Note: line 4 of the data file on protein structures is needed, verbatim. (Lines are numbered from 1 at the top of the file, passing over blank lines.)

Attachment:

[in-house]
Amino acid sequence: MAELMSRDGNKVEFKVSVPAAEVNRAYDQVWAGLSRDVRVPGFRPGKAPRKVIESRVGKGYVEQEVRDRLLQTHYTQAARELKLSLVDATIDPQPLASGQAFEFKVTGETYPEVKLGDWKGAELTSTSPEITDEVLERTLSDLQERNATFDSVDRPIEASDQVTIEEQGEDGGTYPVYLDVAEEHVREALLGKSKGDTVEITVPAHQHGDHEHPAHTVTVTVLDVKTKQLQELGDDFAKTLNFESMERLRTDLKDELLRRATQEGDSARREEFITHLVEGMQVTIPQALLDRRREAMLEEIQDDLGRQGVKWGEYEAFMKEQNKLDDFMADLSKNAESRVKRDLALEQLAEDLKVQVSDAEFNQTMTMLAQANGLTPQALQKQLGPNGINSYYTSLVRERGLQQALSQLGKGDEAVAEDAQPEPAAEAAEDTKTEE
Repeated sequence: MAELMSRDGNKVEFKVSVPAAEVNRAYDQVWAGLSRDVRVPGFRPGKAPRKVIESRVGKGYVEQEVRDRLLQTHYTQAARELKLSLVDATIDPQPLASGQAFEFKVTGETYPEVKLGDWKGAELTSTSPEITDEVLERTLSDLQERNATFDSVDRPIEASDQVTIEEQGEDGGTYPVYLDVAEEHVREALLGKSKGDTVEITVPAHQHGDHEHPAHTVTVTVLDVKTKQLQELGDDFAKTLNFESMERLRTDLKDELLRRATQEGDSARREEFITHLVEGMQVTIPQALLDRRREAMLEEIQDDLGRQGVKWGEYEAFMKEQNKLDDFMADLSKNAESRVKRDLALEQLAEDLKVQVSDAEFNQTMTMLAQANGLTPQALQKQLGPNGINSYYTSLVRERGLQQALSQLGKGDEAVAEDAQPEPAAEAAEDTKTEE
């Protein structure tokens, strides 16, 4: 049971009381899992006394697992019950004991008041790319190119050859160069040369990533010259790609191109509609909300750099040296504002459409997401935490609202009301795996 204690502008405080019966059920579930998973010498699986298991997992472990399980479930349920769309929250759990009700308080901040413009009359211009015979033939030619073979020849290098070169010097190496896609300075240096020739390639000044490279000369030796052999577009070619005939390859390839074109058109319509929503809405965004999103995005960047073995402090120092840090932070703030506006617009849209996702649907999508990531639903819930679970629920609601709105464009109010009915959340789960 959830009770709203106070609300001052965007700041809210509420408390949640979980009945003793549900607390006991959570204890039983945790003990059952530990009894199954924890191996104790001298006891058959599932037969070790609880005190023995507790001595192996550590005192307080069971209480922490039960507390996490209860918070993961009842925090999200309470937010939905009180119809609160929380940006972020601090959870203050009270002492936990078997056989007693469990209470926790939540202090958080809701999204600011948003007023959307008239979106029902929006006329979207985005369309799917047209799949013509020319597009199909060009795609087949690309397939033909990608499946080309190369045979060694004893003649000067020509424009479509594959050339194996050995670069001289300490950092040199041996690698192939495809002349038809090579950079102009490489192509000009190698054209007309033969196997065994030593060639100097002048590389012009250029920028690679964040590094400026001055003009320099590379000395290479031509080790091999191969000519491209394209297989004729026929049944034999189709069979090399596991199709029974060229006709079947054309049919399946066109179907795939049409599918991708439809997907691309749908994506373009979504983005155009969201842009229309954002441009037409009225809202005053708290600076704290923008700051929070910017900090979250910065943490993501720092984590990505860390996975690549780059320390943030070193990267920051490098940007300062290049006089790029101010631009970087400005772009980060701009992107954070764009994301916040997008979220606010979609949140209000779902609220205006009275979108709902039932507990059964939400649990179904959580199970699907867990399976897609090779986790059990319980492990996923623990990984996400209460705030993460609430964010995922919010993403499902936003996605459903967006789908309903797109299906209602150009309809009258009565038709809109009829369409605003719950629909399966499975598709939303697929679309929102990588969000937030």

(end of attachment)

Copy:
């Protein structure tokens, strides 16, 4: 049971009381899992006394697992019950004991008041790319190119050859160069040369990533010259790609191109509609909300750099040296504002459409997401935490609202009301795996 204690502008405080019966059920579930998973010498699986298991997992472990399980479930349920769309929250759990009700308080901040413009009359211009015979033939030619073979020849290098070169010097190496896609300075240096020739390639000044490279000369030796052999577009070619005939390859390839074109058109319509929503809405965004999103995005960047073995402090120092840090932070703030506006617009849209996702649907999508990531639903819930679970629920609601709105464009109010009915959340789960 959830009770709203106070609300001052965007700041809210509420408390949640979980009945003793549900607390006991959570204890039983945790003990059952530990009894199954924890191996104790001298006891058959599932037969070790609880005190023995507790001595192996550590005192307080069971209480922490039960507390996490209860918070993961009842925090999200309470937010939905009180119809609160929380940006972020601090959870203050009270002492936990078997056989007693469990209470926790939540202090958080809701999204600011948003007023959307008239979106029902929006006329979207985005369309799917047209799949013509020319597009199909060009795609087949690309397939033909990608499946080309190369045979060694004893003649000067020509424009479509594959050339194996050995670069001289300490950092040199041996690698192939495809002349038809090579950079102009490489192509000009190698054209007309033969196997065994030593060639100097002048590389012009250029920028690679964040590094400026001055003009320099590379000395290479031509080790091999191969000519491209394209297989004729026929049944034999189709069979090399596991199709029974060229006709079947054309049919399946066109179907795939049409599918991708439809997907691309749908994506373009979504983005155009969201842009229309954002441009037409009225809202005053708290600076704290923008700051929070910017900090979250910065943490993501720092984590990505860390996975690549780059320390943030070193990267920051490098940007300062290049006089790029101010631009970087400005772009980060701009992107954070764009994301916040997008979220606010979609949140209000779902609220205006009275979108709902039932507990059964939400649990179904959580199970699907867990399976897609090779986790059990319980492990996923623990990984996400209460705030993460609430964010995922919010993403499902936003996605459903967006789908309903797109299906209602150009309809009258009565038709809109009829369409605003719950629909399966499975598709939303697929679309929102990588969000937030």